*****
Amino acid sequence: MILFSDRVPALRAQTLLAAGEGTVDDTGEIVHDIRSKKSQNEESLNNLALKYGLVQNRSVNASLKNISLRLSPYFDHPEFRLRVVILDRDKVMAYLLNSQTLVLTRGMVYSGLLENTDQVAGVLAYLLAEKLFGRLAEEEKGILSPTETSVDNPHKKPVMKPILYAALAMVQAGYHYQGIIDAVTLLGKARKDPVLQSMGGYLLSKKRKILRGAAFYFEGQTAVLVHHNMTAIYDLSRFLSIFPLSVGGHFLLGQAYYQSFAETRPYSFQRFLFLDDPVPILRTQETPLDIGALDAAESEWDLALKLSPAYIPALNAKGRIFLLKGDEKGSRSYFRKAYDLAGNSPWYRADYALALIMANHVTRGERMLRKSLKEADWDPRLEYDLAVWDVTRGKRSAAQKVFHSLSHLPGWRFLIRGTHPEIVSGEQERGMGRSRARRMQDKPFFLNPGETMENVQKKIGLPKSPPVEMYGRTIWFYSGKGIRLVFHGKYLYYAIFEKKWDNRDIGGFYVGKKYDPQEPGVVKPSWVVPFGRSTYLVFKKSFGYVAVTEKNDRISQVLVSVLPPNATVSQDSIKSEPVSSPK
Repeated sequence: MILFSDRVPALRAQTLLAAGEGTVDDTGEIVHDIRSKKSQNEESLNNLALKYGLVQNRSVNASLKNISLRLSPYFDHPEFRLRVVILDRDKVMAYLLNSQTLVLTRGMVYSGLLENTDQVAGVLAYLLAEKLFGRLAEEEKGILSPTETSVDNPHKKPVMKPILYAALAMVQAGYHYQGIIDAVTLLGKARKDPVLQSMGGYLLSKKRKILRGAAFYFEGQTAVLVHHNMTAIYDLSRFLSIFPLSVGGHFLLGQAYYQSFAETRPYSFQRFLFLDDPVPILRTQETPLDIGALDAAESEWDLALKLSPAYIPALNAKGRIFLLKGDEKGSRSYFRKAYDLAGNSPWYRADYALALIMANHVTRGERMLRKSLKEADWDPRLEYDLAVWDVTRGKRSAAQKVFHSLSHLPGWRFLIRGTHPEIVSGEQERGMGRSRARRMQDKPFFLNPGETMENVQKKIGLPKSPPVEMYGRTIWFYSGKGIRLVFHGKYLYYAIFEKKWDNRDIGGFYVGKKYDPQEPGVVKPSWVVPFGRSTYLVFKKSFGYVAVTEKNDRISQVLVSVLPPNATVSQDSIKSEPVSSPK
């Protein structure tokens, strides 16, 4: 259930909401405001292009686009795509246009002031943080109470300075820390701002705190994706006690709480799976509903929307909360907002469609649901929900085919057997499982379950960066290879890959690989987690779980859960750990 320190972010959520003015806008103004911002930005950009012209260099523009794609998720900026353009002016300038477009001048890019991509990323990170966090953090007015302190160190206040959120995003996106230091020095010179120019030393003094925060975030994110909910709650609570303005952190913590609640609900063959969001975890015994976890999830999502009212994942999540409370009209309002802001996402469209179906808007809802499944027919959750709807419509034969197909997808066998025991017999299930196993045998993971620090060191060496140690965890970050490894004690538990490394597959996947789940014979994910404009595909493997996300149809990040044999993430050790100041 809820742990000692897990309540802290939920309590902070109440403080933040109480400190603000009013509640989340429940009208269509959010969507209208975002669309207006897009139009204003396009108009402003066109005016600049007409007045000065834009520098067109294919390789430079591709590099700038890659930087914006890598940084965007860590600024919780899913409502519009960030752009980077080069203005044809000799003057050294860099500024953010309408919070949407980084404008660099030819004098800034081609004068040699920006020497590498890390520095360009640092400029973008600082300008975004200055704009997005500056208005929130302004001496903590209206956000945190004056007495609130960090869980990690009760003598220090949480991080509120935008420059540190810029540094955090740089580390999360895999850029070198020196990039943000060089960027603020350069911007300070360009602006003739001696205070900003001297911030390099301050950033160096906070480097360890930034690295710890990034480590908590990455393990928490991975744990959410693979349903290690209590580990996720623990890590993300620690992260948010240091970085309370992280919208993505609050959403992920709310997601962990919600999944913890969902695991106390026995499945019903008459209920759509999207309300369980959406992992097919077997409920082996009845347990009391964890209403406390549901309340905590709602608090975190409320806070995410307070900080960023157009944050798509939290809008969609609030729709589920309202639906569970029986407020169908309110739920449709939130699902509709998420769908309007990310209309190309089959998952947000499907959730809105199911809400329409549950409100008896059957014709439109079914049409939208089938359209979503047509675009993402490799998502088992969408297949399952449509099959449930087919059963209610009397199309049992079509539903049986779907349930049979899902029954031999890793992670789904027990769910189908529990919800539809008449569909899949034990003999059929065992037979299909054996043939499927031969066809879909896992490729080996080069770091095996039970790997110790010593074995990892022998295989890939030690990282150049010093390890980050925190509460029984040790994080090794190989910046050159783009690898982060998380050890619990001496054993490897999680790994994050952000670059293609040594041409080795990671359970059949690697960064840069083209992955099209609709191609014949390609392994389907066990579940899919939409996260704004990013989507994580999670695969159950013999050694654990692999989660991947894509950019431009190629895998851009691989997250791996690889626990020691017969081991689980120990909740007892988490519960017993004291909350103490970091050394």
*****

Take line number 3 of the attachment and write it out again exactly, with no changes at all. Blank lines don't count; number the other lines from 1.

């Protein structure tokens, strides 16, 4: 259930909401405001292009686009795509246009002031943080109470300075820390701002705190994706006690709480799976509903929307909360907002469609649901929900085919057997499982379950960066290879890959690989987690779980859960750990 320190972010959520003015806008103004911002930005950009012209260099523009794609998720900026353009002016300038477009001048890019991509990323990170966090953090007015302190160190206040959120995003996106230091020095010179120019030393003094925060975030994110909910709650609570303005952190913590609640609900063959969001975890015994976890999830999502009212994942999540409370009209309002802001996402469209179906808007809802499944027919959750709807419509034969197909997808066998025991017999299930196993045998993971620090060191060496140690965890970050490894004690538990490394597959996947789940014979994910404009595909493997996300149809990040044999993430050790100041 809820742990000692897990309540802290939920309590902070109440403080933040109480400190603000009013509640989340429940009208269509959010969507209208975002669309207006897009139009204003396009108009402003066109005016600049007409007045000065834009520098067109294919390789430079591709590099700038890659930087914006890598940084965007860590600024919780899913409502519009960030752009980077080069203005044809000799003057050294860099500024953010309408919070949407980084404008660099030819004098800034081609004068040699920006020497590498890390520095360009640092400029973008600082300008975004200055704009997005500056208005929130302004001496903590209206956000945190004056007495609130960090869980990690009760003598220090949480991080509120935008420059540190810029540094955090740089580390999360895999850029070198020196990039943000060089960027603020350069911007300070360009602006003739001696205070900003001297911030390099301050950033160096906070480097360890930034690295710890990034480590908590990455393990928490991975744990959410693979349903290690209590580990996720623990890590993300620690992260948010240091970085309370992280919208993505609050959403992920709310997601962990919600999944913890969902695991106390026995499945019903008459209920759509999207309300369980959406992992097919077997409920082996009845347990009391964890209403406390549901309340905590709602608090975190409320806070995410307070900080960023157009944050798509939290809008969609609030729709589920309202639906569970029986407020169908309110739920449709939130699902509709998420769908309007990310209309190309089959998952947000499907959730809105199911809400329409549950409100008896059957014709439109079914049409939208089938359209979503047509675009993402490799998502088992969408297949399952449509099959449930087919059963209610009397199309049992079509539903049986779907349930049979899902029954031999890793992670789904027990769910189908529990919800539809008449569909899949034990003999059929065992037979299909054996043939499927031969066809879909896992490729080996080069770091095996039970790997110790010593074995990892022998295989890939030690990282150049010093390890980050925190509460029984040790994080090794190989910046050159783009690898982060998380050890619990001496054993490897999680790994994050952000670059293609040594041409080795990671359970059949690697960064840069083209992955099209609709191609014949390609392994389907066990579940899919939409996260704004990013989507994580999670695969159950013999050694654990692999989660991947894509950019431009190629895998851009691989997250791996690889626990020691017969081991689980120990909740007892988490519960017993004291909350103490970091050394």